The capacity problem in the U.S. and Europe is puzzling, because I was under the impression that there are a limited number of slots at any given airport. But spending time in any major terminal will convince you that more people are flying than ever before, with a corresponding increase in flights.

What's behind this situation? The explosion of low-cost carriers. I talked to an Englishman who said he'd flown from London to Amsterdam for 9 pounds one-way. That's ridiculous. According to the BBC program, all the new airlines in India are losing money. To executives of
the el cheapo airlines, it's all about market share. Carry more passengers than your rivals and you can bust their chops, even if you're losing money meanwhile. Everybody's fightin' about a spoonful.

Nobody benefits from this farce. Not the startups, who are sniffing glue if they think they can make money by losing more than the competition. Not the legacy carriers, who must continually cheapen their product to match the bottom fishers. And not the public, who are living a fantasy if they imagine lower-than-low airfares can continue indefinitely, and might find themselves stranded in Sharm-el-Sheikh one morning when their carrier is no longer carrying anyone.

The strategy of attracting more customers, each of which costs you money, might work in some businesses; it was the game Jeff Bezos played for years at could go to a profitable model anytime, but first it had to become the category killer, the company claimed. Wall Street never much bought the story, and Bezos is one smart dude.

So I'm going to propose the unthinkable. In general I'm all for deregulation; I'd even say that for most of the past 30 years it's worked tolerably well in the airline industry. But it doesn't anymore. It's ludicrous to have dozens of airlines that can't make a profit and won't ever make a profit turning our air transport system into a chicken coop. Yes, you can say, but prices have come down. True: at the cost of making air travel hideous. It's all based on the idea that cheap flights are a human right guaranteed by the Constitution and the U.N. charter. They are not. As in any other business, people should pay what good service costs. If that means some U.K hooligans can't fly over to Malaga to raise hell for the cost of a few pints, too bad.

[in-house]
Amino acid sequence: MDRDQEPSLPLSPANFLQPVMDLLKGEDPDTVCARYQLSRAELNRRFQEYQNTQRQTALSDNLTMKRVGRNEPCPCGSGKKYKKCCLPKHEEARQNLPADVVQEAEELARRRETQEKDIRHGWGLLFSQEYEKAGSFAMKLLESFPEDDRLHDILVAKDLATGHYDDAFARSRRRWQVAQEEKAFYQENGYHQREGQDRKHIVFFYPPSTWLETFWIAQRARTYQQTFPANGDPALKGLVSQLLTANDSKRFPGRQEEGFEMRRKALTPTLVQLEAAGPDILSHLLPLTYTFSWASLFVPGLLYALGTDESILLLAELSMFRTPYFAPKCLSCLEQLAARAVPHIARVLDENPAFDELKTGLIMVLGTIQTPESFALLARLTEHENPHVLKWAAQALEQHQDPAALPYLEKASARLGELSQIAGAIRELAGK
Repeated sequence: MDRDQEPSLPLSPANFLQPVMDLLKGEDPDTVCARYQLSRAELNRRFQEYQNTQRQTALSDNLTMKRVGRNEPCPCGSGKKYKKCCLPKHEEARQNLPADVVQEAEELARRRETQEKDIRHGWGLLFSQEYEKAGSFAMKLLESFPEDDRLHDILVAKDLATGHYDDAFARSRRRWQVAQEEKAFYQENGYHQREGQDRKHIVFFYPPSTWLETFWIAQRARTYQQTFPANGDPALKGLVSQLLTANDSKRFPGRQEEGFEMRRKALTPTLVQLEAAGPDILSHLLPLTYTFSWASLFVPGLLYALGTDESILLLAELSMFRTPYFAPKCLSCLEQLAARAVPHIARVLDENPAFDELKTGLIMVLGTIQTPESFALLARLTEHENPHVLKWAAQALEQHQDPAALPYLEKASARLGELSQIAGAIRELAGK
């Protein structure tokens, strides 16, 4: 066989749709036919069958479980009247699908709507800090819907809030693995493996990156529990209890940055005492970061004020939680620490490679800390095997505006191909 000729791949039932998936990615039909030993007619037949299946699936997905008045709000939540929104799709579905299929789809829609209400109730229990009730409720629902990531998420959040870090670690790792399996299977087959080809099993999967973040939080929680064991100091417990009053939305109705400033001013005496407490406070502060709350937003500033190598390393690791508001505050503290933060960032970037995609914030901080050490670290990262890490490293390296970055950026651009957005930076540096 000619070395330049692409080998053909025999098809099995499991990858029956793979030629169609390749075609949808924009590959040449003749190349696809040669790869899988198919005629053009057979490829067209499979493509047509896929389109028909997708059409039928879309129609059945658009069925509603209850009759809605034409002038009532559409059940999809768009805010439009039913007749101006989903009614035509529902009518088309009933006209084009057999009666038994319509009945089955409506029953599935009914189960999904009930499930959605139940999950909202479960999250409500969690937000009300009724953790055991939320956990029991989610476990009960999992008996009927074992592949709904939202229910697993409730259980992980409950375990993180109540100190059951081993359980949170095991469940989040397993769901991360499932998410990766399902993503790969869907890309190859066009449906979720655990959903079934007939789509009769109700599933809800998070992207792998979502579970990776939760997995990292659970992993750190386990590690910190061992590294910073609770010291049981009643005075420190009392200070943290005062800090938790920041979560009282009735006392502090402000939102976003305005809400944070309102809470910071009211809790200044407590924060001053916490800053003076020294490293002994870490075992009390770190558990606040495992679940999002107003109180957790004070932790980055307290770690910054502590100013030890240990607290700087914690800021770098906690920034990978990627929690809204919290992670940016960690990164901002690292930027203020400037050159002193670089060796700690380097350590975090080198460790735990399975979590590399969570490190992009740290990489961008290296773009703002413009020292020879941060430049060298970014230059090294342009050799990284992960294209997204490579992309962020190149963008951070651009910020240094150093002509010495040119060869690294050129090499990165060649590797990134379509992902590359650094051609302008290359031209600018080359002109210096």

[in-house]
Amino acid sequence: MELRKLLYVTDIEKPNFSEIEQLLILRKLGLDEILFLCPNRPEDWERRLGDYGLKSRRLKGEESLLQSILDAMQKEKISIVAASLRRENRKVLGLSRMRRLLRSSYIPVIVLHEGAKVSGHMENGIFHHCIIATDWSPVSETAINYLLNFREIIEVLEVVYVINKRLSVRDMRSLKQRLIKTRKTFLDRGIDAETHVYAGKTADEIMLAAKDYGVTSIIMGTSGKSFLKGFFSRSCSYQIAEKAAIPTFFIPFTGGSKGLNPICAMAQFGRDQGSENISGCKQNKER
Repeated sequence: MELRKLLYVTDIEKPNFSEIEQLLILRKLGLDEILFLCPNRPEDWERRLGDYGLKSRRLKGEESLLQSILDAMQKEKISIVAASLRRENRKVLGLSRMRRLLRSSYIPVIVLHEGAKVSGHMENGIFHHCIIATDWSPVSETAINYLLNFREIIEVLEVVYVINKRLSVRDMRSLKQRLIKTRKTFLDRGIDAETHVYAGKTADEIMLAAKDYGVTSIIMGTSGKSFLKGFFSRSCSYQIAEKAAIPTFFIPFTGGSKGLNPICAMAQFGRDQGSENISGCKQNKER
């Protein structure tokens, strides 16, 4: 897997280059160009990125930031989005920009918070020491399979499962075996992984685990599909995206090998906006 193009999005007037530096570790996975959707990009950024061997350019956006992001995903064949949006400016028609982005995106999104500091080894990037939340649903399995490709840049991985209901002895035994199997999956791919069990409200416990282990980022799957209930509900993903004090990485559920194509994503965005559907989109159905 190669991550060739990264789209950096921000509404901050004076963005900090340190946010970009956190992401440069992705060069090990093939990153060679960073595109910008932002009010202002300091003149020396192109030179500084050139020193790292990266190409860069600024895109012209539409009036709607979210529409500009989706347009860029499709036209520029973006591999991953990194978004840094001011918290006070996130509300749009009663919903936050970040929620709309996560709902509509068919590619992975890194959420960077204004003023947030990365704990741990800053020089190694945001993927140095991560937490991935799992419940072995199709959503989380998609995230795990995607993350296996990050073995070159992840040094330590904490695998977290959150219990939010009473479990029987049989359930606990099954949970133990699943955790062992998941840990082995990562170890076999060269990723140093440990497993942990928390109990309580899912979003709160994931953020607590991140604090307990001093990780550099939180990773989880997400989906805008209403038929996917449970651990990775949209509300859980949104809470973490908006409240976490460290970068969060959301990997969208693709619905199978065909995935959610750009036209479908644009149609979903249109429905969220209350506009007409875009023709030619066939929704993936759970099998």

Being an airplane passenger used to be a thrill, and at moments it still is. Passenger aviation is one of the wonders of the modern world. Let's make it manageable and pleasurable again.


Read this post from the blog Any Port in a Storm for a narrative of a Third World–like experience in airline travel. I disagree with the writer only in that I'm not sure US Airways is a great deal different from other airlines. All of them could do better, but I think we have to face it that the cause of the distress is systemic. A lot of the disgraceful dis-service is down to deregulation of pricing. Air travel has become a commodity where the carrier that charges two bucks less on a route is the winner, but to be able to do that, it has to cut costs up and down the line. That means, among other things, operating with a skeleton staff that can't possibly cope with the demands, including those of efficiency, made on it.

I repeat: air travel is not a civil right that must be made available to everyone regardless of their means. If the only alternative to purgatory is to legally impose an equitable price structure, so the industry can provide a decent service for a reasonable profit, then let's do it. Thousands of people a day shouldn't be put through hell so college kids can fly halfway across the country to visit their buds for the price of a pair of high-end running shoes.


David Foster said...

I can't vouch for the truth of this...but I've heard it said that the cumulative profit generated by U.S. airlines--since the dawn of the industry--is a negative number.

Here's a lean production blogger looking at the airline industry--specifically, the Airbus-vs-Boeing faceoff--in terms of lean concepts.

Anonymous said...

Rick, good post, as always.
Off topic, but I have picked you for my Thinking Blogger Award list. See the post here:
If you accept, you will pick five blogs to pass the award on to.